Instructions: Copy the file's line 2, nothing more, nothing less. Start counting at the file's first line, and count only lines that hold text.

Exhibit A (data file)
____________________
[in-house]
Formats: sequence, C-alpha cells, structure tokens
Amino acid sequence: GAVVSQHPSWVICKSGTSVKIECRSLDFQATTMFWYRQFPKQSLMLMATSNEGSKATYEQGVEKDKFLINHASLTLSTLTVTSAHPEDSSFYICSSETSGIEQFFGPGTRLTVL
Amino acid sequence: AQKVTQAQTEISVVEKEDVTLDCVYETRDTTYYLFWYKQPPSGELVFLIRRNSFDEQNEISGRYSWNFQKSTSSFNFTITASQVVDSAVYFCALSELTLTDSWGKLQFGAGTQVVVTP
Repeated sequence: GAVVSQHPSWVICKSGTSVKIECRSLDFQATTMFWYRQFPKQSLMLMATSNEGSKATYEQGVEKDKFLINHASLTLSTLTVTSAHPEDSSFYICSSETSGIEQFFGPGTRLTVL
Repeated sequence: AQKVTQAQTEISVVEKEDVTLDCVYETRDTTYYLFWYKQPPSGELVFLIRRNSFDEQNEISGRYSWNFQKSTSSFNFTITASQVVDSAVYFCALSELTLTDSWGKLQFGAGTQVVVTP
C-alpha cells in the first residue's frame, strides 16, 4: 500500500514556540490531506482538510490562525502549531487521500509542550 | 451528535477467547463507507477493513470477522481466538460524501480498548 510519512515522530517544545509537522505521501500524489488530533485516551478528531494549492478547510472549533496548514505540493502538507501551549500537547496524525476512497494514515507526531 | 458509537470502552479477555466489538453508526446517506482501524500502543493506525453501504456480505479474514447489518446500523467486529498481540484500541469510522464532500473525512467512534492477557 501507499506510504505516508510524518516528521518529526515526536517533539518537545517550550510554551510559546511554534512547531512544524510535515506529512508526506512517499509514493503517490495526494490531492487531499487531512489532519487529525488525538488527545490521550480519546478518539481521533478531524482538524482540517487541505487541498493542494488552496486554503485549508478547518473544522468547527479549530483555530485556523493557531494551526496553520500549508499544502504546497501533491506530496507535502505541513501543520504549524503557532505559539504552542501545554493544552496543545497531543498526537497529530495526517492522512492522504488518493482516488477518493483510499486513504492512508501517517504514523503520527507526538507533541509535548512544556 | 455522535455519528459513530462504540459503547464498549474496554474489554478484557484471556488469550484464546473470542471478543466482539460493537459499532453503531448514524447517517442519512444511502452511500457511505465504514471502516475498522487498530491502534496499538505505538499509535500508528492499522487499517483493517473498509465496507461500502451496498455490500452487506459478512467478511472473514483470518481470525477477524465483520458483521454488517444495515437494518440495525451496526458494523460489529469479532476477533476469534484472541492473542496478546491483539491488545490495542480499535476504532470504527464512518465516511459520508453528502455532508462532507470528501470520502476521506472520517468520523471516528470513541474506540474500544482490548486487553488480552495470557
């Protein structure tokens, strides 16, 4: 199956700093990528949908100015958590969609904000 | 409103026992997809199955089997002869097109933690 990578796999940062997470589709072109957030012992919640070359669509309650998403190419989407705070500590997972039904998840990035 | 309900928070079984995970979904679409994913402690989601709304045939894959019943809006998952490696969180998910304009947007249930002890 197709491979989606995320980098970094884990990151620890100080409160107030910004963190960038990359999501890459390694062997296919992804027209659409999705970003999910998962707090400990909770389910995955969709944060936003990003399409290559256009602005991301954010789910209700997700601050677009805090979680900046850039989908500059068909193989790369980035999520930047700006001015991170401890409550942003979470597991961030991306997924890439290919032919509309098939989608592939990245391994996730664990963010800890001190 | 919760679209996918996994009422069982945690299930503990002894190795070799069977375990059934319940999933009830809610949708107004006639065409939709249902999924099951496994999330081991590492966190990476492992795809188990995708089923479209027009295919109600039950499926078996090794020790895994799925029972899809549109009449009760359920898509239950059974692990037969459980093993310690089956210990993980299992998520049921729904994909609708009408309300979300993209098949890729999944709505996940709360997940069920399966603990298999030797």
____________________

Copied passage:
Formats: sequence, C-alpha cells, structure tokens